feedings were in the beginning-- the only consistent thing was that she seemed
always to want to feed! Keep in mind, most sources say that a newborn
will need to feed between 1 to 3 hours after the BEGINNING of the last
feed (because their small tummies just can't hold very much). I only have
experience with my own baby so I'm obviously not an authority, but I
suspect that your baby's having been born just a little bit early has
something to do with her taking time to settle into a regular nursing
schedule. Just to let you know, my baby was born 7lbs 4oz, and at ten
weeks weighed 13lbs 11oz. which pretty much put her in the FAT category.
Anyway, it was around then that she started to nurse eight times. A few
weeks later, she nursed only 6 or seven times. Today, at 4 1/2 months
she has a regular schedule of 5 nursings a day. And she's not THAT fat.
As for your own eating schedule, that's a little tougher. I had a mild
bout of post-partum depression which resulted in my not eating unless my
husband forced me to, which in the end was probably every three or four
hours. Like me, he is a grad student and consequently had a flexible
enough schedule to do this. In any case, I was too spent caring for the
newborn to even THINK about preparing a meal, much less zap some
leftovers in the microwave. Maybe someone else has a more enlightening
I'm sure this must be very hard on you. But I think it would probably
be a poor idea to impose a schedule on this tiny infant. You risk upsetting
the delicate balance of supply and demand for your milk production, for one
thing. Additionally, there are some studies out there that seem to
indicate that children allowed to feed on-demand grow up with better eating
habits (they are always confident that there will be enough, and don't need to
eat everything *right now*). I'm afraid I don't have the citations for
these. I would suggest strongly that you contact La Leche League for ideas and
support. My League flyer has wandered out of my purse, so I don't have
any of the main numbers. A friend of mine is an active member, however, and
will probably have a full compliment of contact numbers for you. Her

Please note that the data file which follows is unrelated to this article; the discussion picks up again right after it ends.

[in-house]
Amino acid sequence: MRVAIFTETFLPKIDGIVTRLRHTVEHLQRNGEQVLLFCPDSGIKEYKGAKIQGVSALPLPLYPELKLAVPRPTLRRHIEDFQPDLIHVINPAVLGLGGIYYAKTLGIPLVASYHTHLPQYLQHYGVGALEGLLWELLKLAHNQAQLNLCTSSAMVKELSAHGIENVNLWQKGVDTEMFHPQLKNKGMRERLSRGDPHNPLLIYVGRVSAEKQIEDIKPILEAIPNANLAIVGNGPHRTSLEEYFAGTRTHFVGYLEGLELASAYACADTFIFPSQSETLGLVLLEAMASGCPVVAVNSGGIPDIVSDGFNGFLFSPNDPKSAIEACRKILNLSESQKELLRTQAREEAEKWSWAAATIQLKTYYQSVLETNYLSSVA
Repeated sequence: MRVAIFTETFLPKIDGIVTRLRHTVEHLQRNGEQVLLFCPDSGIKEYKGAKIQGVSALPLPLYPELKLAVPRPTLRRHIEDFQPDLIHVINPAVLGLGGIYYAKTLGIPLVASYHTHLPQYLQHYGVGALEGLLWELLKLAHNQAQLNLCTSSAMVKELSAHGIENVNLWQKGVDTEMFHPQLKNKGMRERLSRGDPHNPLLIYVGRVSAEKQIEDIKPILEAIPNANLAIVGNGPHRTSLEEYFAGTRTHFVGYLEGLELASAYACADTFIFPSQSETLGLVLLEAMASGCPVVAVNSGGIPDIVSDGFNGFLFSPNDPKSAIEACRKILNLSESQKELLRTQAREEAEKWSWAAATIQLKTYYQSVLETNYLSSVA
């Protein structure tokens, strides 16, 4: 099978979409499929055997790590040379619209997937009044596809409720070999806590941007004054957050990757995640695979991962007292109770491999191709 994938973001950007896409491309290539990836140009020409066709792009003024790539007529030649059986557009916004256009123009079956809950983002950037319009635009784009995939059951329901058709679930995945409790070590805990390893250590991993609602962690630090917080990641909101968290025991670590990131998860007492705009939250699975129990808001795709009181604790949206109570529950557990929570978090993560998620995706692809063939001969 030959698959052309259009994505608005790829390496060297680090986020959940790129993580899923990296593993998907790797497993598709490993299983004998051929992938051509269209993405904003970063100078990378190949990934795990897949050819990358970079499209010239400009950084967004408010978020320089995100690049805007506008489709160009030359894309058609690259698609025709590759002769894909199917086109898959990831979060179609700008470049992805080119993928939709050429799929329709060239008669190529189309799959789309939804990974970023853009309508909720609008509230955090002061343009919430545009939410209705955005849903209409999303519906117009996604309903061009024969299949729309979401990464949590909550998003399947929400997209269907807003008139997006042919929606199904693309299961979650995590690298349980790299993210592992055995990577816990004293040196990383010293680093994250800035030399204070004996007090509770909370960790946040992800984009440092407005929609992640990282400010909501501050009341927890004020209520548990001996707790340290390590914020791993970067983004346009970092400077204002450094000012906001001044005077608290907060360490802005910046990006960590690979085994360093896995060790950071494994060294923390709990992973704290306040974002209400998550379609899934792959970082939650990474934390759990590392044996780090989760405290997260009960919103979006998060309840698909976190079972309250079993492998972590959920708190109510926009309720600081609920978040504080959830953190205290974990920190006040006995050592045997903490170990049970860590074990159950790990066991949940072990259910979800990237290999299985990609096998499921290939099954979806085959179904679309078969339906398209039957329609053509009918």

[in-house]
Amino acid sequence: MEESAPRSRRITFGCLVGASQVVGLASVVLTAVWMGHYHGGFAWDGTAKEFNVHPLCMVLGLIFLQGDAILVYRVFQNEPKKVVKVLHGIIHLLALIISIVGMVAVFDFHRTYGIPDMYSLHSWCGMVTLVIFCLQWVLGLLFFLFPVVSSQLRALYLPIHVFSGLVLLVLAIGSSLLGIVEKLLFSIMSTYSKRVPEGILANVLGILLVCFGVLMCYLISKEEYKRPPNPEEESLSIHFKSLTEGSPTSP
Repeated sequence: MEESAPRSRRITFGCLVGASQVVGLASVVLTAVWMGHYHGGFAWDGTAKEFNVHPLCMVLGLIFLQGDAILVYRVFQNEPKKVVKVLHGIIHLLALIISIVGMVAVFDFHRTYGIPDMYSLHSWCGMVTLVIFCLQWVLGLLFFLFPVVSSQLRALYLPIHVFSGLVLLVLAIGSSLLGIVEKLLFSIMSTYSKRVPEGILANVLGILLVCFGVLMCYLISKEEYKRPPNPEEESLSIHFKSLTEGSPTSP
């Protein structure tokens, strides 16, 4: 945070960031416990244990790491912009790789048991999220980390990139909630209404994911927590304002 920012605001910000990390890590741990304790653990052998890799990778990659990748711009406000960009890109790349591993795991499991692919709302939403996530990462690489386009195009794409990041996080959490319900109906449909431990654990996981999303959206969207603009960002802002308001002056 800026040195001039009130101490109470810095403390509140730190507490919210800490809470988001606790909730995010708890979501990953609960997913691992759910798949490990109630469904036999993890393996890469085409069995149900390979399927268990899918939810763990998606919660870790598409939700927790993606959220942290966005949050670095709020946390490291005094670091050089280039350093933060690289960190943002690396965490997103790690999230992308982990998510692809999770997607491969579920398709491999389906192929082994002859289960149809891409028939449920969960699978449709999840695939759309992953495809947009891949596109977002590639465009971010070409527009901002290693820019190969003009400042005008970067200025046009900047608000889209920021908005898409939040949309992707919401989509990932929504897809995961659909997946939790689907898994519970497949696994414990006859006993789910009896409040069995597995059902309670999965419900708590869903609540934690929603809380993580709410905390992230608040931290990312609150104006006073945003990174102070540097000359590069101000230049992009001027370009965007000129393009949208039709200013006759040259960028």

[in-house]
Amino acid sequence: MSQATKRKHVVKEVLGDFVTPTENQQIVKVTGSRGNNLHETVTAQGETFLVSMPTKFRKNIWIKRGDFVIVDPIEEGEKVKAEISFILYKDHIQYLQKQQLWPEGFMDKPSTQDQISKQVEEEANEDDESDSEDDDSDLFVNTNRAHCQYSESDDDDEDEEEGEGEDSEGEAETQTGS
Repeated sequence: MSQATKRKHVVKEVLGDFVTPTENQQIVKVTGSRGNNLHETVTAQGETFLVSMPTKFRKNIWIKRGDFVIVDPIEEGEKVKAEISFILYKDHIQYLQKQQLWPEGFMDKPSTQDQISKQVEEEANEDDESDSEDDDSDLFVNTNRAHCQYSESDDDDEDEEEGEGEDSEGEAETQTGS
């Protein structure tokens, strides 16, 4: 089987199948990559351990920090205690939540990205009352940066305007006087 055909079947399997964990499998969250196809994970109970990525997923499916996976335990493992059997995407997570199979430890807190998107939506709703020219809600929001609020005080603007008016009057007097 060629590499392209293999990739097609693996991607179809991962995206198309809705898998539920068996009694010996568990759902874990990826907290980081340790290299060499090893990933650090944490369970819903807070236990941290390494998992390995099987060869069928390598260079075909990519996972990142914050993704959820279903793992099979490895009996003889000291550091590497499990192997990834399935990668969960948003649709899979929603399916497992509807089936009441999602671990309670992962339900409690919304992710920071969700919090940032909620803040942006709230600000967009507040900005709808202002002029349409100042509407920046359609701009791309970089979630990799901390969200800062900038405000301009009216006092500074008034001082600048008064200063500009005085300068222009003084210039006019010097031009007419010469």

name is Dana Williams, and her phone number is 531-8482. Please be aware that
she is mothering a 4 year old and a newborn (tandem nursing both!), and
she prefers not to talk on the phone much. But I'm sure she will be happy to
give you phone numbers of folks who have the expertise you seek and the
time to share it with you.
What you describe sounds draining, both physically and emotionally. The
perspective I have to offer is based only on my own experience, and only
with 1 kid, but it might offer you some encouragement.
My daughter (who is now 17 months old) also got off to a galloping start
with her weight gain: she was born at 7lbs 12 oz and doubled her birth
weight in just under 3 months. She did this by the same kind of marathon
nursing you describe: until 6 weeks, she was nursing for 45 minutes
every 2 hours. After 6 weeks, feedings were spaced about 2 1/2 hours apart,
but were still just as long, and making her wait was just too nerve-wracking.
Also, she would want to nurse for 2 to 2 1/2 hours STRAIGHT every evening
(right when dinner needed to be fixed, right when my husband came home, he
would want to hold the baby and I would be really ready for a break). I, too,
got very close to the end of my rope.
But all that changed at around 3 months. She started going 3 hours
between feedings, dropped the evening "cocktail hour," and became able to tank
up in 15 minutes or less. I've talked to other moms who also experienced a
real change in their babies' nursing habits at around 3 months.
So, with the usual disclaimer about how all babies are different, let me
say that there's cause for hope. Not only will your daughter grow out of
this pattern, but it will probably happen within the next month. In the
meantime, if you have a moms' group to vent to, that might alleviate some of
the frustration. Hang in there.
I just read your notice in UCB parents advice line. Your situation
sounds very similar to mine. I have a 6 month old, he's my first. He was
born at 39 weeks. When he was 8 weeks and then a couple of times again
when he was 12 and 16 weeks, he would breastfeed for what seemed to be
constant. I was completely worn out and exhausted. It was really hard.
Those periods seemed to last about 4 to 7 days at a time and they always
ended. I wasn't sure if I was actually producing enough milk, or if
there wasn't something wrong with the baby. I even went to the doctor to
get him checked out because he was so uncomfortable when not on the
breast. [He was just fine.] One thing that I did find helpful was a
pacifier. Perhaps many do not want to use a pacifier, but I found that
it is a helpful comforter for the baby, especially when nothing seems to
work, not even comfort from Mom. I too would let the baby spent a lot of
time on the breast (up to an hour at a time), only to find that 30